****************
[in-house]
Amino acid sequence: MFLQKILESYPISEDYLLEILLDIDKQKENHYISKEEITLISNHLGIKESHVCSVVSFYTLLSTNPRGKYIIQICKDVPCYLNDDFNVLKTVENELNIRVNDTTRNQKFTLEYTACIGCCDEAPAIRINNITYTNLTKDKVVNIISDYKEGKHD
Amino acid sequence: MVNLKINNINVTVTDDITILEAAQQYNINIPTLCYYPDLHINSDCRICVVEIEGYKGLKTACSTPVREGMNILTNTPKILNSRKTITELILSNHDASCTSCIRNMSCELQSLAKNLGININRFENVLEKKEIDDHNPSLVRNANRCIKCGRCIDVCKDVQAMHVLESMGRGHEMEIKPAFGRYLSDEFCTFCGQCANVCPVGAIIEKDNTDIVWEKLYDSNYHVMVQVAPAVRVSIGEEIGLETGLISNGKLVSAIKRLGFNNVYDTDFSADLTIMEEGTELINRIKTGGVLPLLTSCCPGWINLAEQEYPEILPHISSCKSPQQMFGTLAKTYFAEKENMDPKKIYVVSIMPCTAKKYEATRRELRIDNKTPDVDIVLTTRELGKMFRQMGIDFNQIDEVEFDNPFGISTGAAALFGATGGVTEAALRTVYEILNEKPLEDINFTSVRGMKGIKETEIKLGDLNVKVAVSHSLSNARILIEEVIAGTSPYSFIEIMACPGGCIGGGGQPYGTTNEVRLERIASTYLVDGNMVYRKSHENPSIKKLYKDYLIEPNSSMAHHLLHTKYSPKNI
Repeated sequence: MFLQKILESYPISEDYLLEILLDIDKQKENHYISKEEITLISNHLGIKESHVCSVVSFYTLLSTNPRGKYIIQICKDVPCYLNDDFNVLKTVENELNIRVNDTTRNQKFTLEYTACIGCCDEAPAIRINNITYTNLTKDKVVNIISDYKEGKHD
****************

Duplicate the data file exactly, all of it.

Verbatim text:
[in-house]
Amino acid sequence: MFLQKILESYPISEDYLLEILLDIDKQKENHYISKEEITLISNHLGIKESHVCSVVSFYTLLSTNPRGKYIIQICKDVPCYLNDDFNVLKTVENELNIRVNDTTRNQKFTLEYTACIGCCDEAPAIRINNITYTNLTKDKVVNIISDYKEGKHD
Amino acid sequence: MVNLKINNINVTVTDDITILEAAQQYNINIPTLCYYPDLHINSDCRICVVEIEGYKGLKTACSTPVREGMNILTNTPKILNSRKTITELILSNHDASCTSCIRNMSCELQSLAKNLGININRFENVLEKKEIDDHNPSLVRNANRCIKCGRCIDVCKDVQAMHVLESMGRGHEMEIKPAFGRYLSDEFCTFCGQCANVCPVGAIIEKDNTDIVWEKLYDSNYHVMVQVAPAVRVSIGEEIGLETGLISNGKLVSAIKRLGFNNVYDTDFSADLTIMEEGTELINRIKTGGVLPLLTSCCPGWINLAEQEYPEILPHISSCKSPQQMFGTLAKTYFAEKENMDPKKIYVVSIMPCTAKKYEATRRELRIDNKTPDVDIVLTTRELGKMFRQMGIDFNQIDEVEFDNPFGISTGAAALFGATGGVTEAALRTVYEILNEKPLEDINFTSVRGMKGIKETEIKLGDLNVKVAVSHSLSNARILIEEVIAGTSPYSFIEIMACPGGCIGGGGQPYGTTNEVRLERIASTYLVDGNMVYRKSHENPSIKKLYKDYLIEPNSSMAHHLLHTKYSPKNI
Repeated sequence: MFLQKILESYPISEDYLLEILLDIDKQKENHYISKEEITLISNHLGIKESHVCSVVSFYTLLSTNPRGKYIIQICKDVPCYLNDDFNVLKTVENELNIRVNDTTRNQKFTLEYTACIGCCDEAPAIRINNITYTNLTKDKVVNIISDYKEGKHD